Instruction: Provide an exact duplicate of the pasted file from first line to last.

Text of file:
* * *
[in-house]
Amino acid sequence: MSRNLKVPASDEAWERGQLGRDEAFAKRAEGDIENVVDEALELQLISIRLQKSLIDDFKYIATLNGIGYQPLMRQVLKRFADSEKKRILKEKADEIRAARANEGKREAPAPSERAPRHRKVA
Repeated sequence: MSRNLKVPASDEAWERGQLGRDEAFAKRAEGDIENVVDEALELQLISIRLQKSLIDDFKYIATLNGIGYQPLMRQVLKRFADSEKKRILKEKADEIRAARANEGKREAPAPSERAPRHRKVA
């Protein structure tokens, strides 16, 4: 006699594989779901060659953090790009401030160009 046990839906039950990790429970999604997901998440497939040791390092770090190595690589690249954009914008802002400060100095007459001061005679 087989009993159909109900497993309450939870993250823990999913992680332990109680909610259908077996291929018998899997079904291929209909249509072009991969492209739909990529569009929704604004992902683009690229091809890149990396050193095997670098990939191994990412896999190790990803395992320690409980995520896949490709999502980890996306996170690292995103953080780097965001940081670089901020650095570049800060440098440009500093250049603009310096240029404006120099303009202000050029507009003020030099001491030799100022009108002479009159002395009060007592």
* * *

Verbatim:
[in-house]
Amino acid sequence: MSRNLKVPASDEAWERGQLGRDEAFAKRAEGDIENVVDEALELQLISIRLQKSLIDDFKYIATLNGIGYQPLMRQVLKRFADSEKKRILKEKADEIRAARANEGKREAPAPSERAPRHRKVA
Repeated sequence: MSRNLKVPASDEAWERGQLGRDEAFAKRAEGDIENVVDEALELQLISIRLQKSLIDDFKYIATLNGIGYQPLMRQVLKRFADSEKKRILKEKADEIRAARANEGKREAPAPSERAPRHRKVA
């Protein structure tokens, strides 16, 4: 006699594989779901060659953090790009401030160009 046990839906039950990790429970999604997901998440497939040791390092770090190595690589690249954009914008802002400060100095007459001061005679 087989009993159909109900497993309450939870993250823990999913992680332990109680909610259908077996291929018998899997079904291929209909249509072009991969492209739909990529569009929704604004992902683009690229091809890149990396050193095997670098990939191994990412896999190790990803395992320690409980995520896949490709999502980890996306996170690292995103953080780097965001940081670089901020650095570049800060440098440009500093250049603009310096240029404006120099303009202000050029507009003020030099001491030799100022009108002479009159002395009060007592």